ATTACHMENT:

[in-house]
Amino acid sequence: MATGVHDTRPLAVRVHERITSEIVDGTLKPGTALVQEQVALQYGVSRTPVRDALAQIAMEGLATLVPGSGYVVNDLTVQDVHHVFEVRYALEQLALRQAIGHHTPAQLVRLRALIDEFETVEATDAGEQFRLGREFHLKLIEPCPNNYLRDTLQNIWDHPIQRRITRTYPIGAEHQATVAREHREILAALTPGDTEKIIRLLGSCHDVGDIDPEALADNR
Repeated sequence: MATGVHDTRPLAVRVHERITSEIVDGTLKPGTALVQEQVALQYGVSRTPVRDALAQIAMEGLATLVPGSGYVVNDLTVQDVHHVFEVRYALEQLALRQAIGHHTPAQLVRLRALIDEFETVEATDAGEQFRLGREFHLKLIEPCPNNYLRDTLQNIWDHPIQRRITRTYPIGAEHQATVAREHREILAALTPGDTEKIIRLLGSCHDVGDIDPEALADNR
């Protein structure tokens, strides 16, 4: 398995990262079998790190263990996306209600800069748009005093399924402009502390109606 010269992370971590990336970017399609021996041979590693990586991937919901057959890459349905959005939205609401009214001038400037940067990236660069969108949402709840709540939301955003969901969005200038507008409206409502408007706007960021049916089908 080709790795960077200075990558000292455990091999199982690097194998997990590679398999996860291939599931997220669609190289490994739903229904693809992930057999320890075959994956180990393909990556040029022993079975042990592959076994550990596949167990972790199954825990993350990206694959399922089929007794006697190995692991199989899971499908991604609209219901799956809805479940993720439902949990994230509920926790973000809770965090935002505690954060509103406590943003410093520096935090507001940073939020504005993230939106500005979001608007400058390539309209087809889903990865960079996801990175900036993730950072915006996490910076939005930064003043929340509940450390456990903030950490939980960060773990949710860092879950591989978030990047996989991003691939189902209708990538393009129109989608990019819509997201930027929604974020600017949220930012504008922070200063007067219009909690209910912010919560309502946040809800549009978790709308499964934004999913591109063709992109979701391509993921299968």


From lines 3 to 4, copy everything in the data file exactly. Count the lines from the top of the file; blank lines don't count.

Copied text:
Repeated sequence: MATGVHDTRPLAVRVHERITSEIVDGTLKPGTALVQEQVALQYGVSRTPVRDALAQIAMEGLATLVPGSGYVVNDLTVQDVHHVFEVRYALEQLALRQAIGHHTPAQLVRLRALIDEFETVEATDAGEQFRLGREFHLKLIEPCPNNYLRDTLQNIWDHPIQRRITRTYPIGAEHQATVAREHREILAALTPGDTEKIIRLLGSCHDVGDIDPEALADNR
């Protein structure tokens, strides 16, 4: 398995990262079998790190263990996306209600800069748009005093399924402009502390109606 010269992370971590990336970017399609021996041979590693990586991937919901057959890459349905959005939205609401009214001038400037940067990236660069969108949402709840709540939301955003969901969005200038507008409206409502408007706007960021049916089908 080709790795960077200075990558000292455990091999199982690097194998997990590679398999996860291939599931997220669609190289490994739903229904693809992930057999320890075959994956180990393909990556040029022993079975042990592959076994550990596949167990972790199954825990993350990206694959399922089929007794006697190995692991199989899971499908991604609209219901799956809805479940993720439902949990994230509920926790973000809770965090935002505690954060509103406590943003410093520096935090507001940073939020504005993230939106500005979001608007400058390539309209087809889903990865960079996801990175900036993730950072915006996490910076939005930064003043929340509940450390456990903030950490939980960060773990949710860092879950591989978030990047996989991003691939189902209708990538393009129109989608990019819509997201930027929604974020600017949220930012504008922070200063007067219009909690209910912010919560309502946040809800549009978790709308499964934004999913591109063709992109979701391509993921299968």